EASTPORT, Maine — No industry may be hit harder by coronavirus impacts than the tourism and marine industry. Coastal and vacation towns across Maine are preparing for a summer season that will look and affect local economies like never before.
As cruise ships remain docked in ordnance with the CDC's No Sail order, one ship may be leaving Miami and sailing to Eastport.
The Oceania Riviera has been in Miami since March with 138 crew members still on board. All passengers since its last voyage have since departed. During the ship's last voyage passengers showed COVID-19 symptoms and later, at least one tested positive for the coronavirus.
Pam Koenig lives in Eastport and is a Registered Nurse Practitioner. She had quite the commute when she was still working, only having to walk up the street to the clinic. A walk up the street to work, and a brief walk down the hill to the waterfront.
Her front porch has a great view of downtown Eastport and the water. If the ship comes to port, her view, and the view of many other residents, will be blocked by the 785 foot long, and 16-deck tall, ship.
But the "view pollution" isn't the concern.
“My primary concern is a public health concern," Koening said. "It is not an essential function to accept cruise lines here, it is not.”
Koening called the lack of communication from the city's Port Authority "disrespectful" as residents of Eastport didn't find out about these plans until recently.
“They have their own debts and their own financial concerns, which we understand too but at what cost?"
Chris Gardner is the Executive Director of the Port Authority. He said there was no outbreak of the coronavirus onboard and none of the crew tested positive.
“It was only that one potential incident and there were no other reports on that vessel," he added.
Another issue if the Riveria comes to dock, is how will the 100 crew members get home?
“As we understand it is all in absence of any public transportation, the cruise ship line takes great concern in paying, ensuring these people get home safely and they do so with limiting their interactions with the generalized public," Gardner said.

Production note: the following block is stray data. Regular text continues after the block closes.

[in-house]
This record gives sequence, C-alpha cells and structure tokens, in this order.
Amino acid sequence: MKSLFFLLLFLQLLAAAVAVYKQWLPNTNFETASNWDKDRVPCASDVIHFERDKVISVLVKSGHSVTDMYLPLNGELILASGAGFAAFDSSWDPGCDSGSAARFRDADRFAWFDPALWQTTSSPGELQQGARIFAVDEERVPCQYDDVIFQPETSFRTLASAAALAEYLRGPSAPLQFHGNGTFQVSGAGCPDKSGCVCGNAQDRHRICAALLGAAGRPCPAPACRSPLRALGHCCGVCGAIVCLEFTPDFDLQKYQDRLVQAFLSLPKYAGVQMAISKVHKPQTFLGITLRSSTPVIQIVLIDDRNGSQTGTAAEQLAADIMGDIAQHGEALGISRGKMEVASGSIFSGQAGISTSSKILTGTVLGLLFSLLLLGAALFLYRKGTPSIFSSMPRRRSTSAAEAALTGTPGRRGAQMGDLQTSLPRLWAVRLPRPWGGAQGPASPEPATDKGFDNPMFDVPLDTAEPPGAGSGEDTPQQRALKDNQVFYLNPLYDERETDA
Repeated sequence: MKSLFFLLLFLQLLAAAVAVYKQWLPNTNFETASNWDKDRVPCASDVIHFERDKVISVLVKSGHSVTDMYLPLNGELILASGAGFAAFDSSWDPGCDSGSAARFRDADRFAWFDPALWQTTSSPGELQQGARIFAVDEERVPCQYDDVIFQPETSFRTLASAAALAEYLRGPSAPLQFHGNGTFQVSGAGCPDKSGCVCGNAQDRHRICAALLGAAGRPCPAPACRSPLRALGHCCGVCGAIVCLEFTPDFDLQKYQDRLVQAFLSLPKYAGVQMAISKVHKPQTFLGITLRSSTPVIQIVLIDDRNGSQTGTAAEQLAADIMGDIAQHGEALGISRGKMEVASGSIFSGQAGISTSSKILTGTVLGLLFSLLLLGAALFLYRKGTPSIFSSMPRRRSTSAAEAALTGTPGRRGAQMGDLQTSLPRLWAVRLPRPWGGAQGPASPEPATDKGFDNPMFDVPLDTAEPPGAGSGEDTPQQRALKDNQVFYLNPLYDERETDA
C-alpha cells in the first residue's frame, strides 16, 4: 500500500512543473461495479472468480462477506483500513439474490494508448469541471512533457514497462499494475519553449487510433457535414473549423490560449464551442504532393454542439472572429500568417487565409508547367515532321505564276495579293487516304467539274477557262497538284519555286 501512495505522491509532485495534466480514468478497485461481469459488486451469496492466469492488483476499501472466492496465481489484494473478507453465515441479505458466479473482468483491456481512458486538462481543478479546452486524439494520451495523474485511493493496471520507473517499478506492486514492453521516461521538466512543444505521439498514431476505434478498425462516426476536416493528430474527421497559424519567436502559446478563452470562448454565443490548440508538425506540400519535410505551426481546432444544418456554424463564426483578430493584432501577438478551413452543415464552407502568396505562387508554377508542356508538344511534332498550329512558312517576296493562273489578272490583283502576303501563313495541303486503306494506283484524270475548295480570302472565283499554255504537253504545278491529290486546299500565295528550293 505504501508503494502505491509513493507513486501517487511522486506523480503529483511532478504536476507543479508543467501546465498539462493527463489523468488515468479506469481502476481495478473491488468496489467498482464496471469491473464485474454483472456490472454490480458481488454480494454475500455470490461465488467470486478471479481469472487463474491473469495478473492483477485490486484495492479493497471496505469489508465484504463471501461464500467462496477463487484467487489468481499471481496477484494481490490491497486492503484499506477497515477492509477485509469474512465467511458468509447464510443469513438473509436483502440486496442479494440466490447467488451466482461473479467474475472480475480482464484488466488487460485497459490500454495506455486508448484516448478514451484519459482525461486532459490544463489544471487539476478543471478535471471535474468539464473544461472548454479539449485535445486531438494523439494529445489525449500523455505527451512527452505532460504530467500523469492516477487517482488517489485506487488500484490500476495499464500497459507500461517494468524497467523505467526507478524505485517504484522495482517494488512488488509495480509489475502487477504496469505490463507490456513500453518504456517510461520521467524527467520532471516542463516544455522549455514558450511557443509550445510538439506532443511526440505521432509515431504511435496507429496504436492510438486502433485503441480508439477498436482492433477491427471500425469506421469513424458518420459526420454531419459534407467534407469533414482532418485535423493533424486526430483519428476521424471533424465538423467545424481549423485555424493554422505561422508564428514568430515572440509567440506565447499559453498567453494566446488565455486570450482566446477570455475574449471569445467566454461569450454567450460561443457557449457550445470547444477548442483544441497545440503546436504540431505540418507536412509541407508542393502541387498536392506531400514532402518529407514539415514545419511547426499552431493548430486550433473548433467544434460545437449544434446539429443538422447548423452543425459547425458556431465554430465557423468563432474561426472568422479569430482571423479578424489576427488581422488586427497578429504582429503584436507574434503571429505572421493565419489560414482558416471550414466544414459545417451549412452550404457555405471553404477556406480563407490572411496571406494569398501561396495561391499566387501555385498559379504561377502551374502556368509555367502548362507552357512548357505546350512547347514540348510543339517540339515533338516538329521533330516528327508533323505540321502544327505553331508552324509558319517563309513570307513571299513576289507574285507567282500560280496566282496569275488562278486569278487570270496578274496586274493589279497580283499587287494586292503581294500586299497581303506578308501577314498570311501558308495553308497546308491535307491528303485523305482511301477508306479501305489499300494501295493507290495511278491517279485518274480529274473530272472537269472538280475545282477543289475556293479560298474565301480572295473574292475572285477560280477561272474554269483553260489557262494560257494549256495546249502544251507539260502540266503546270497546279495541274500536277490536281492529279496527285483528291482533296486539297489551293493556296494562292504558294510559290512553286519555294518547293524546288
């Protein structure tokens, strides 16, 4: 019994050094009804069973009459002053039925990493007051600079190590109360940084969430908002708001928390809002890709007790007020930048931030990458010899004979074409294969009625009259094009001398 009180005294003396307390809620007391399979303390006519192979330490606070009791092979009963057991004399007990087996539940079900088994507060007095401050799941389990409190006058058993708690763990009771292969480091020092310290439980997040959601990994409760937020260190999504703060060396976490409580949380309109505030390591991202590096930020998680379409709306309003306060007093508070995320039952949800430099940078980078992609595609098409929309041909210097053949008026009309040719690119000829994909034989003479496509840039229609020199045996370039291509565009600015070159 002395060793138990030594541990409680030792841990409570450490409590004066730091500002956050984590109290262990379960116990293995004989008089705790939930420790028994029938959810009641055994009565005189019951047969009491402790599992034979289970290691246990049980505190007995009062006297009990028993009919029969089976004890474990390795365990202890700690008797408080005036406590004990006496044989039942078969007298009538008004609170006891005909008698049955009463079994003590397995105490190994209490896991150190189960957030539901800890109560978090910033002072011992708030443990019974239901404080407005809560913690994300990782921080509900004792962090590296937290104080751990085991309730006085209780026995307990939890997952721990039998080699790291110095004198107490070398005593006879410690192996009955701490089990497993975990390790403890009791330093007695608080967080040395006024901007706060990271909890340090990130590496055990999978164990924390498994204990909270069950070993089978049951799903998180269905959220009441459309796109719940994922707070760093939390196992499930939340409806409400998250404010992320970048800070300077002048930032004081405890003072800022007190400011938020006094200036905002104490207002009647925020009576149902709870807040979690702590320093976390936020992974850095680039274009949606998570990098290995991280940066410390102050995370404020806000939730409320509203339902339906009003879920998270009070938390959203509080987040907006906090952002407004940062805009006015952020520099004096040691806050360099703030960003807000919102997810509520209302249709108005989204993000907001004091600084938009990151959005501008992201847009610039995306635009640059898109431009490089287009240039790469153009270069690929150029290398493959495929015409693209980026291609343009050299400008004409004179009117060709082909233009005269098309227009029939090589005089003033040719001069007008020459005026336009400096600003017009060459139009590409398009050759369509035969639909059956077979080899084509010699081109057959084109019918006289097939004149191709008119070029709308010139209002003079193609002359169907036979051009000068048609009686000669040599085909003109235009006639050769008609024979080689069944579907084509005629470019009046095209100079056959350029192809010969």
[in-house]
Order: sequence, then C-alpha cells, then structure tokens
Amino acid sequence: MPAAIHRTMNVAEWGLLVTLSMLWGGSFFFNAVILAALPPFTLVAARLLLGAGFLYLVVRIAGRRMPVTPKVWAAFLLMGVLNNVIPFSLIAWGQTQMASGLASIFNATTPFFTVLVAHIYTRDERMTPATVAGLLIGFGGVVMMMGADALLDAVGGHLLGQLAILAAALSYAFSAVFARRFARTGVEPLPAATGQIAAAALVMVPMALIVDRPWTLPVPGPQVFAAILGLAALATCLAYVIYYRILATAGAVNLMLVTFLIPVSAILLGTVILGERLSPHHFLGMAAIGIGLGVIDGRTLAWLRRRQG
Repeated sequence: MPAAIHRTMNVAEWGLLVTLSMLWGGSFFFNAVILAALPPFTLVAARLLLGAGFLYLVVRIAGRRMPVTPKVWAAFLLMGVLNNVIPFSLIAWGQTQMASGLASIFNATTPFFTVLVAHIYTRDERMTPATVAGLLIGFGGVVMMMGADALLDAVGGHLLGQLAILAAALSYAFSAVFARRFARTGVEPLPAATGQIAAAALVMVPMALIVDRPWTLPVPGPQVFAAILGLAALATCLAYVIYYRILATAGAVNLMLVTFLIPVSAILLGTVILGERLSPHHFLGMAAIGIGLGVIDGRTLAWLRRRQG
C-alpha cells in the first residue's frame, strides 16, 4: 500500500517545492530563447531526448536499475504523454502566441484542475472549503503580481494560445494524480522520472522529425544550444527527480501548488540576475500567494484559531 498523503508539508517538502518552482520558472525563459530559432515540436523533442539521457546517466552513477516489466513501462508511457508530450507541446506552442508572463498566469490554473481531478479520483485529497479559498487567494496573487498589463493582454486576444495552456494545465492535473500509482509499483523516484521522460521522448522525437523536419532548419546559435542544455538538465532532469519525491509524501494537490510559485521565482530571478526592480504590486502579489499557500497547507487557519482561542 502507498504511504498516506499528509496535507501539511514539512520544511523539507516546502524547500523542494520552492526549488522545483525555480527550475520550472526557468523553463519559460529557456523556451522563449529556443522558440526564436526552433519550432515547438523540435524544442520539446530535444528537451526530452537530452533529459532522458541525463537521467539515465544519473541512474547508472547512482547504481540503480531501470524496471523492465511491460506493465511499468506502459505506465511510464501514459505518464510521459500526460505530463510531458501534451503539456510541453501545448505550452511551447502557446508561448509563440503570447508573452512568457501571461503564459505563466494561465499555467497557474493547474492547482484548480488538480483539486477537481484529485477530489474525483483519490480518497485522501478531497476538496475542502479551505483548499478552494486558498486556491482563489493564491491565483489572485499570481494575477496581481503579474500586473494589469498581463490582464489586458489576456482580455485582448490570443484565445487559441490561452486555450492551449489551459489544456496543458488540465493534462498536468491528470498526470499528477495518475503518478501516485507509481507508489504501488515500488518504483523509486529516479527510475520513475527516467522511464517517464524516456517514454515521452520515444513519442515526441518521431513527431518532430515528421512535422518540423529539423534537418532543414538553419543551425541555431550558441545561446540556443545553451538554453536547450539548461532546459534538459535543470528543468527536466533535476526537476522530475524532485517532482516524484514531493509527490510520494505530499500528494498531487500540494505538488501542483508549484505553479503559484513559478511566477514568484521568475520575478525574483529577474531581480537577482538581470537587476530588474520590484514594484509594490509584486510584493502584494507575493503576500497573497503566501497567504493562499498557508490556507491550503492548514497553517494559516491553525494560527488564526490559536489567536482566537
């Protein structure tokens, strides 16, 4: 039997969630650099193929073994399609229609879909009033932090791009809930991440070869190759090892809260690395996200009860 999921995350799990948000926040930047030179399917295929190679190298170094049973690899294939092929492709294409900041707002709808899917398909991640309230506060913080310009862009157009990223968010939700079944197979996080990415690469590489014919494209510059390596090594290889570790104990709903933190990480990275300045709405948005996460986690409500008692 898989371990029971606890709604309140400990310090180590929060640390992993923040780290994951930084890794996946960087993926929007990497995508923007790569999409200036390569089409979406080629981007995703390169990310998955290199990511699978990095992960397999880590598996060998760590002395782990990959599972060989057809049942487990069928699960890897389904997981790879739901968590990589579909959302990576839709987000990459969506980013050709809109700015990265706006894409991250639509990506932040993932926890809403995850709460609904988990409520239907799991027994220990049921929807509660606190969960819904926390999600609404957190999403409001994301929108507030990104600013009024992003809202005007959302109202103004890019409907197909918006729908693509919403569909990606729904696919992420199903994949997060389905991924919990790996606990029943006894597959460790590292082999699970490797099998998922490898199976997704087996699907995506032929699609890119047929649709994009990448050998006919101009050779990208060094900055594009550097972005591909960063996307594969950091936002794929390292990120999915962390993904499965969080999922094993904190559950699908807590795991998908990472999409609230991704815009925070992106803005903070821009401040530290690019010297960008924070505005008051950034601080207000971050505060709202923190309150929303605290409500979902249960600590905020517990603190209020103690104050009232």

The remaining 38 members of the crew will stay on board for however long it stays in Eastport. They won't be allowed to leave the boat per CDC guidelines.
“They won’t be leaving the boat, they won’t be walking around the community, none of that. They will be remanded to the vessel for the duration of their stay," Gardner added.
Michael Morse is the Chairman of the Planning Board and the Eastport Development and Growth Effort. He also lives in downtown Eastport, his apartment building is right on the water, and would be directly under the shadow of the ship.
“I think we can deal with it.," Morse said if the ship comes to the dock. “If the federal CDC and state CDC say this boat is clean, it’s probably pretty safe.”
The profits of the cruise ship being docked in Eastport will go to the repair and maintenance of the Breakwater where the Riviera would be docked.
"If it can be done safely, we think it can be a net positive for the people of Eastport and we will see one-hundred percent of the net proceeds invested right back into the Breakwater facility.”
The City Council will discuss the decision and if it approves, it will reach out to the Governor's office for final approval.
At NEWS CENTER Maine, we’re focusing our news coverage on the facts and not the fear around the illness. To see our full coverage, visit our coronavirus section, here: /coronavirus
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